From John Perkins
ALS: American Philosophical Society
Boston March 12 1770
Just as I was about inclosing my papers5 it came in my head to mention to you a notion I have sometimes had that Pit-Coal is a vegitable production as of Grass or other Herbage of which the rich and fat Soil of our fresh Marshes is form’d.6 We know that these are constantly filling up by the Annual Supplys of this kind so that perhaps many places that were formerly Boggs or Marshes are now uplands over which Travelers pass without imagining they were ever otherwise.
What gave occasion to these Thoughts at first was the accounts the Irish at their first coming among us many years Since, gave of their Boggs. They assure me that on drying the Substance of them they make tollerable Fewel and the better as the lower they digg it. The bottom parts dry blackest and yield a Sulphureous Smoke nearly approaching that of Pit-Coal.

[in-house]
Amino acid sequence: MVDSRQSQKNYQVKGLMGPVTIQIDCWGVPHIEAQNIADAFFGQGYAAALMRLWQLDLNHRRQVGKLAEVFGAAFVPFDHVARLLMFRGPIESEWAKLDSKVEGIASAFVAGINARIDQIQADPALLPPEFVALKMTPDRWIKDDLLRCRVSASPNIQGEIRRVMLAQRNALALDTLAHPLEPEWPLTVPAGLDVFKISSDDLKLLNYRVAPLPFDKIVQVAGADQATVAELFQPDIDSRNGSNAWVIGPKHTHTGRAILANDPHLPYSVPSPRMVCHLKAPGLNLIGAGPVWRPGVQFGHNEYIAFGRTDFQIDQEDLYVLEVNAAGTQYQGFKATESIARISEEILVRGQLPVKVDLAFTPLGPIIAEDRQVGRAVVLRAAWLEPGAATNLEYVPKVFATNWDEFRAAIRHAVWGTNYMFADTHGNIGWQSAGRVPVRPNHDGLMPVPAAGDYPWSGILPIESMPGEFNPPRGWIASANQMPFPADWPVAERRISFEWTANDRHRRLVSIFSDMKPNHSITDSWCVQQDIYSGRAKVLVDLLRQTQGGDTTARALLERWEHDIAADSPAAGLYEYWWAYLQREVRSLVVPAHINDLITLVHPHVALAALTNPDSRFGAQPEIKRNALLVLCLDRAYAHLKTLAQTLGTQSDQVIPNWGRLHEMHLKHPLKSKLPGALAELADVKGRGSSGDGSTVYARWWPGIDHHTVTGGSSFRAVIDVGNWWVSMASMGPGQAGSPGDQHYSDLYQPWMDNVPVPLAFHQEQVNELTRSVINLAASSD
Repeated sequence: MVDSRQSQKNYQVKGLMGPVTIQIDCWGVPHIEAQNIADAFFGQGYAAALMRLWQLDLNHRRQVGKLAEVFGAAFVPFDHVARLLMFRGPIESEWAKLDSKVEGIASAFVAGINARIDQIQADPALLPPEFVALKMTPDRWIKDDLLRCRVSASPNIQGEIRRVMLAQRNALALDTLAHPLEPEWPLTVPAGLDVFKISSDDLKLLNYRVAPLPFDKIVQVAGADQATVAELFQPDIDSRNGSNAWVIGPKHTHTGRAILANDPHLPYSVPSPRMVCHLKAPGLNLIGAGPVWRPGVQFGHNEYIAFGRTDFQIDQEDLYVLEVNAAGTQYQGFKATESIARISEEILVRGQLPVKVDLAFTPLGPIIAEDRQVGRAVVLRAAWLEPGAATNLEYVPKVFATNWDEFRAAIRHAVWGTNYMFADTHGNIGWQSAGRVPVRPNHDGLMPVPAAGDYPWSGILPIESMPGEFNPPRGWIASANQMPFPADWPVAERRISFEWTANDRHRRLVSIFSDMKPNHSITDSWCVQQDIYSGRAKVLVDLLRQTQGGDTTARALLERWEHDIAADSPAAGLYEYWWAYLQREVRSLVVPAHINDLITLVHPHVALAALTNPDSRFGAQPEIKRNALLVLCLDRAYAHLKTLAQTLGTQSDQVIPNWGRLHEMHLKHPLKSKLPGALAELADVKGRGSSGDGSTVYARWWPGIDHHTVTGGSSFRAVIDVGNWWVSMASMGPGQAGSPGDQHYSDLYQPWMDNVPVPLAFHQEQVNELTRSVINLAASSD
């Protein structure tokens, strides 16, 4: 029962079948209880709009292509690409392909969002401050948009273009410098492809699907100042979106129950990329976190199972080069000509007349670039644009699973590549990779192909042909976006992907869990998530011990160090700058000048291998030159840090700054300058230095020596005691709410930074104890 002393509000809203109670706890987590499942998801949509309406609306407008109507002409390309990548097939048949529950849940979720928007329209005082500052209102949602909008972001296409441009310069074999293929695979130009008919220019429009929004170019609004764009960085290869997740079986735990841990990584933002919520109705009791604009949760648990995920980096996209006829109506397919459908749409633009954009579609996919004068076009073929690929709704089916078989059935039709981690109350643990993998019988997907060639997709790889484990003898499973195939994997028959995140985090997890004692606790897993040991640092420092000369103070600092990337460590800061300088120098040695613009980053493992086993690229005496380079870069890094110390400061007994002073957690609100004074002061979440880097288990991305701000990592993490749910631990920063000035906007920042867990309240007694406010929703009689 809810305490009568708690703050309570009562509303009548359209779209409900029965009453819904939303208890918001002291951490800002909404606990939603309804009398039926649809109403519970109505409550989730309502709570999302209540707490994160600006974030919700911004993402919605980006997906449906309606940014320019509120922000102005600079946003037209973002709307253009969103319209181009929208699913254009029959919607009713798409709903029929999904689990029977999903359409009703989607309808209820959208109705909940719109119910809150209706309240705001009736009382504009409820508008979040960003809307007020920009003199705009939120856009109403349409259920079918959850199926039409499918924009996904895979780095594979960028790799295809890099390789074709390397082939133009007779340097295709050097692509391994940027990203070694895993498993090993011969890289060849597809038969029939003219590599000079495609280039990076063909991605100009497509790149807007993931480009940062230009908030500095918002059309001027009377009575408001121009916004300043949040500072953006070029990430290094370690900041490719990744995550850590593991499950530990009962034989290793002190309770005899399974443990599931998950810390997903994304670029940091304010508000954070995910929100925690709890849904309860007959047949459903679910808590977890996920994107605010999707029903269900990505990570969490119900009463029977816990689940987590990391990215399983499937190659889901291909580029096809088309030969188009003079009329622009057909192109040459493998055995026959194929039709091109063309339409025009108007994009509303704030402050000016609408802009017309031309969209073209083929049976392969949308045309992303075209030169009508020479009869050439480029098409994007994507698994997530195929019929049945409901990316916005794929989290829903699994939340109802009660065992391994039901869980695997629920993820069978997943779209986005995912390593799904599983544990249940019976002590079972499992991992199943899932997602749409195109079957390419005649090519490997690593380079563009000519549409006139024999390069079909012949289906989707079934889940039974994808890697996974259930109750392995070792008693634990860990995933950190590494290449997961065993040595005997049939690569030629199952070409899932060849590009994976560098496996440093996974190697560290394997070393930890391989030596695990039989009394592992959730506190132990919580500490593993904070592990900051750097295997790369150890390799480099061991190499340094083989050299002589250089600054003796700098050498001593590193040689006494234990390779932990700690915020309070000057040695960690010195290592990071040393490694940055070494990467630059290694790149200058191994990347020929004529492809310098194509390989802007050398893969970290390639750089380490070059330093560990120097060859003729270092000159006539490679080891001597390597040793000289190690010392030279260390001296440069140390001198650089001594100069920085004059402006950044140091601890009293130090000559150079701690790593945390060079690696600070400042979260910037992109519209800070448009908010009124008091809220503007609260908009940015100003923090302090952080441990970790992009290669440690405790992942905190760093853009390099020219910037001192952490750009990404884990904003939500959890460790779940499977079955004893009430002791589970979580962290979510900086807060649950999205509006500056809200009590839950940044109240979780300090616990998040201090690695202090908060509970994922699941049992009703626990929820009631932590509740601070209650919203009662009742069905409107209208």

I should like to visit the Coal-Mines to see the Nature and Circumstances of them Or to gain by Conversation with those who are well acquainted with them some further insight concerning these Subterraneous Stores. I am Sir, as ever, Your most humble Servant
Endorsed: Dr Perkins. March 12, 1770
5. See the preceding document.
6. Pit coal and sea coal were terms for coal in the modern sense, as distinct from charcoal. This letter from Perkins may well have been what first aroused BF’s interest in the subject. In 1772 he visited a mine far under the sea, and soon thereafter outlined to Barbeu-Dubourg his theory—closely akin to Perkins’—of the vegetable origin of sea coal. Jacques Barbeu-Dubourg, Œuvres de M. Franklin … (2 vols., Paris, 1773), II, 199.